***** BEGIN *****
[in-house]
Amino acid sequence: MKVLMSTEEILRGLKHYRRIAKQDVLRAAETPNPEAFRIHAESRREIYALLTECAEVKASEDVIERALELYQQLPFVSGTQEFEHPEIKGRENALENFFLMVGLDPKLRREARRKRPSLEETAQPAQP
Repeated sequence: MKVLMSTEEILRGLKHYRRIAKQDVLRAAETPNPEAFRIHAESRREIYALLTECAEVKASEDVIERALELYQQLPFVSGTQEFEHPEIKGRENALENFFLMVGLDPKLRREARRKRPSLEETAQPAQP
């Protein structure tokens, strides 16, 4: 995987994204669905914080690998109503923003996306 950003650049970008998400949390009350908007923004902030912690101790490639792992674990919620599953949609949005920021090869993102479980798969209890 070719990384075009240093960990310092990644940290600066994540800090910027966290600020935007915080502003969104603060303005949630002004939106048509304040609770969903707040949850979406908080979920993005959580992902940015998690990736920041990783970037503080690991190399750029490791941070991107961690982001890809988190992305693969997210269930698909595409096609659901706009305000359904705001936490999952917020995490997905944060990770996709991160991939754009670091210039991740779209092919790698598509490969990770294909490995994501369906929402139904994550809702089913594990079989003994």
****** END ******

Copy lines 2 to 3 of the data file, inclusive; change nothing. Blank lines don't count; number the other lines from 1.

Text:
Amino acid sequence: MKVLMSTEEILRGLKHYRRIAKQDVLRAAETPNPEAFRIHAESRREIYALLTECAEVKASEDVIERALELYQQLPFVSGTQEFEHPEIKGRENALENFFLMVGLDPKLRREARRKRPSLEETAQPAQP
Repeated sequence: MKVLMSTEEILRGLKHYRRIAKQDVLRAAETPNPEAFRIHAESRREIYALLTECAEVKASEDVIERALELYQQLPFVSGTQEFEHPEIKGRENALENFFLMVGLDPKLRREARRKRPSLEETAQPAQP